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|Title:||Aeolian microtextures in silica spheres induced in a wind tunnel experiment: Comparison with aeolian quartz|
Marques da Silva, F.
Freitas, M. C.
|Keywords:||Wind tunnel;Silica spheres;Quartz;Sem;Aeolian transport;Microtextural imprints|
|Abstract:||Microtextures in quartz attributed to aeolian transport, principally bulbous edges and abrasion fatigue have seldom been tested in the laboratory under controlled conditions. A wind tunnel experiment was conducted, using glass spheres (>70% SiO2) as a proxy for quartz, with the objective of determining the extent of mechanical damage to silica/glass transported in a mixture with quartz beach sand. The microspheres were microscopically imaged prior to transport in a wind tunnel, subjected at velocities ranging from 4 to 13 m/s in sequential runs of 10 min. The range in velocity is capable of lifting grains into the air column or saltating quartz grains and silica/glass spheres to produce mechanical impact, i.e. abrasion commonly experienced in aeolian transport. With increasing velocity silica/glass spheres, which displayed minor imperfections prior to transport, began to show significant grain damage exhibiting increasing depth into the silica/glass fabric – a result of mechanical contact – as well as increasing frequency of craters, dislodged plates and abrasion fatigue. While pits appear earlier in the experiment (8 m/s), dislodged plates and abrasion fatigue need a threshold velocity of near 10 m/s to become more frequent. Bulbous edges on the grain surface, often considered the hallmark of aeolian transport, are not seen in the grain population analyzed, possibly because of the initial near-perfect sphericity of the silica/glass spheres. The experiment proved that aeolian transport throughout short distances and during a relatively short period of time is enough to imprint significant abrasion marks in microspheres. In fact, the microtextures produced were fresh surfaces, fractures and abrasion that imprinted areas of different sizes. A comparison of microtextural imprints on silica/glass spheres relative to coastal dune sands was made to better understand energy thresholds required to achieve grain damage. © 2012 Elsevier B.V. All rights reserved|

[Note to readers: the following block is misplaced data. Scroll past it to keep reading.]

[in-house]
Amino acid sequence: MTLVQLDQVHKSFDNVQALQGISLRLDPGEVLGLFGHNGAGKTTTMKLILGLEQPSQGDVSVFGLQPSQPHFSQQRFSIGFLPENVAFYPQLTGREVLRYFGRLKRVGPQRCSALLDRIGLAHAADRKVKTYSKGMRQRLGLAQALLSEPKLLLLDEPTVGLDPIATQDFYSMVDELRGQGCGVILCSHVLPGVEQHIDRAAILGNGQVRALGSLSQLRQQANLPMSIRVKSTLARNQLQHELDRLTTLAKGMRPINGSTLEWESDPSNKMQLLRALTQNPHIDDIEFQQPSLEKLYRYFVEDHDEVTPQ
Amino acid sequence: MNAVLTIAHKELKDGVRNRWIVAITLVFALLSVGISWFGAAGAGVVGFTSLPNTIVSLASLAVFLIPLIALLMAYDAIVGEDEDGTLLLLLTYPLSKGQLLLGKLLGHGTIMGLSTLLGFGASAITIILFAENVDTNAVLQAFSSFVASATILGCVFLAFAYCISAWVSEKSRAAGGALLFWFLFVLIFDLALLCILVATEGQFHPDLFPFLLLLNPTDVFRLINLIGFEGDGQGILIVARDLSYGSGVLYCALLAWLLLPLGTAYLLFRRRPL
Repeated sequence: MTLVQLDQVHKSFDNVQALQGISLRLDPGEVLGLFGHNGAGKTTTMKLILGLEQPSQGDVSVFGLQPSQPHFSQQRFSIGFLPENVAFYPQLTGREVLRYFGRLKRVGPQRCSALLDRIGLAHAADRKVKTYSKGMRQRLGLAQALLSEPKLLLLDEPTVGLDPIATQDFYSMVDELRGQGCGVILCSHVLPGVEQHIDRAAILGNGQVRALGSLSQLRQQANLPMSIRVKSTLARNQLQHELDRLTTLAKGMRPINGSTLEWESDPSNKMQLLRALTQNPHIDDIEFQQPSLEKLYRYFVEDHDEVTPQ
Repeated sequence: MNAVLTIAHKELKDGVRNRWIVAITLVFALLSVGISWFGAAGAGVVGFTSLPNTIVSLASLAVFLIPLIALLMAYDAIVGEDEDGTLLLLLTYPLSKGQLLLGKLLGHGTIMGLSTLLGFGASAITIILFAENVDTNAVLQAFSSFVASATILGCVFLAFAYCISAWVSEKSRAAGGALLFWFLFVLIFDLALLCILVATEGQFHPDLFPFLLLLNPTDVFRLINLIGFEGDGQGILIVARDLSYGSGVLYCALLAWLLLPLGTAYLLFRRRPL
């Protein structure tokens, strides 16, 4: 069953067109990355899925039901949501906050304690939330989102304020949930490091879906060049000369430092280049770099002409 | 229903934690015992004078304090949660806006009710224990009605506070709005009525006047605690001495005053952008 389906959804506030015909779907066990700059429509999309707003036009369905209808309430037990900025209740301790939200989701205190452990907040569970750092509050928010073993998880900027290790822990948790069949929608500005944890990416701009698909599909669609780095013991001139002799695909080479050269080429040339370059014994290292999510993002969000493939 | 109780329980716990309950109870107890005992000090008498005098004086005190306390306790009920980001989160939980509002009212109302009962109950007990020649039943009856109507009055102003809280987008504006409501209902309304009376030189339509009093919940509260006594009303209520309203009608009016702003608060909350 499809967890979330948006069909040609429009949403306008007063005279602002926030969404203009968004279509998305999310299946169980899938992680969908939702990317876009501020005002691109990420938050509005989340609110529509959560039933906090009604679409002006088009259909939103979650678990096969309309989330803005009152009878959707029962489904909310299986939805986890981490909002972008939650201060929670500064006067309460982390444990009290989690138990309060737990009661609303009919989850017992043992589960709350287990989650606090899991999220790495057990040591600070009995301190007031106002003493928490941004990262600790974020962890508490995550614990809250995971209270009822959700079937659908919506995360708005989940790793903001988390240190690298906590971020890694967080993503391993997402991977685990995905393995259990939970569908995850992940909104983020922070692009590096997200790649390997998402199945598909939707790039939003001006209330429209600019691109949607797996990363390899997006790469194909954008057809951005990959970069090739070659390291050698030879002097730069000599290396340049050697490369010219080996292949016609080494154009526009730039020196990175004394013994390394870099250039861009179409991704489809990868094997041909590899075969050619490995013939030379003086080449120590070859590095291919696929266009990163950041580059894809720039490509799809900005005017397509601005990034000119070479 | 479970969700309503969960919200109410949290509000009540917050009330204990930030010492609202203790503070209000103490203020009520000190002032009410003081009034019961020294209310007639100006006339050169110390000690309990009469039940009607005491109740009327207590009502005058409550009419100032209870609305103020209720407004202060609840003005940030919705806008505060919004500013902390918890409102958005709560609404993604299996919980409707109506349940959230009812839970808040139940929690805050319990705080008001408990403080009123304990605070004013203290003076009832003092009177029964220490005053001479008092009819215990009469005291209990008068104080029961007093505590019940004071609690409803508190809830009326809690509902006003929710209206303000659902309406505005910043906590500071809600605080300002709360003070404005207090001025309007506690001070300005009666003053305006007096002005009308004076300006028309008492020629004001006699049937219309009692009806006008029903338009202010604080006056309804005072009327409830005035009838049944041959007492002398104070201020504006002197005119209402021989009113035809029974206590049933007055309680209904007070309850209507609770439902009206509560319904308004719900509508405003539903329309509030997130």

|Appears in Collections:||DHA/NEC - Comunicações a congressos e artigos de revista|
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